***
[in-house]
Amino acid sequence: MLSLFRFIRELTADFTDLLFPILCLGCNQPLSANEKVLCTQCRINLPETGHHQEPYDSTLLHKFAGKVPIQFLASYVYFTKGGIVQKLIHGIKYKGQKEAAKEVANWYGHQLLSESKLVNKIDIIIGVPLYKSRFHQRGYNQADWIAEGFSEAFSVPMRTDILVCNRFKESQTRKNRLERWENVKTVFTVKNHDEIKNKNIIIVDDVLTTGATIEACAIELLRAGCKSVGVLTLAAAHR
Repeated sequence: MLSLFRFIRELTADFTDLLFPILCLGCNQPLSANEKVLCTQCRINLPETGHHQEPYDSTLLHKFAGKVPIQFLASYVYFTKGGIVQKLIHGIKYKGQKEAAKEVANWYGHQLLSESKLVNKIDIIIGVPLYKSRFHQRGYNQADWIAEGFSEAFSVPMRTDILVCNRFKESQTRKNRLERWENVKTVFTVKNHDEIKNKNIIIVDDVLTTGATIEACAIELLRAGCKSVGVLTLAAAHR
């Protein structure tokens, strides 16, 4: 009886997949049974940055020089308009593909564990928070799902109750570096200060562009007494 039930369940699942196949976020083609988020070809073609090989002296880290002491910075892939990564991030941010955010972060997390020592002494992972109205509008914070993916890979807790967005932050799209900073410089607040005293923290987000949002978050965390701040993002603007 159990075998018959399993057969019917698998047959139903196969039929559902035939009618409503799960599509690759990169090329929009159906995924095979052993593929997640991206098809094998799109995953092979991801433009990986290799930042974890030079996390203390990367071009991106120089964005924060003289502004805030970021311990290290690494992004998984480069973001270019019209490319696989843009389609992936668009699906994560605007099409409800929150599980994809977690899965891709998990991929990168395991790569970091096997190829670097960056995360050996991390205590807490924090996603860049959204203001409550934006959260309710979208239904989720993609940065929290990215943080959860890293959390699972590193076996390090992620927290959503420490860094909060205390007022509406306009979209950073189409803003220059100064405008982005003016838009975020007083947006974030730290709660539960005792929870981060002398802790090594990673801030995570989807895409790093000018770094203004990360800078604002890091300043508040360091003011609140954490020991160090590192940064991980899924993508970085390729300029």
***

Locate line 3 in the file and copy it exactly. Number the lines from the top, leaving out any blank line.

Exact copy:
Repeated sequence: MLSLFRFIRELTADFTDLLFPILCLGCNQPLSANEKVLCTQCRINLPETGHHQEPYDSTLLHKFAGKVPIQFLASYVYFTKGGIVQKLIHGIKYKGQKEAAKEVANWYGHQLLSESKLVNKIDIIIGVPLYKSRFHQRGYNQADWIAEGFSEAFSVPMRTDILVCNRFKESQTRKNRLERWENVKTVFTVKNHDEIKNKNIIIVDDVLTTGATIEACAIELLRAGCKSVGVLTLAAAHR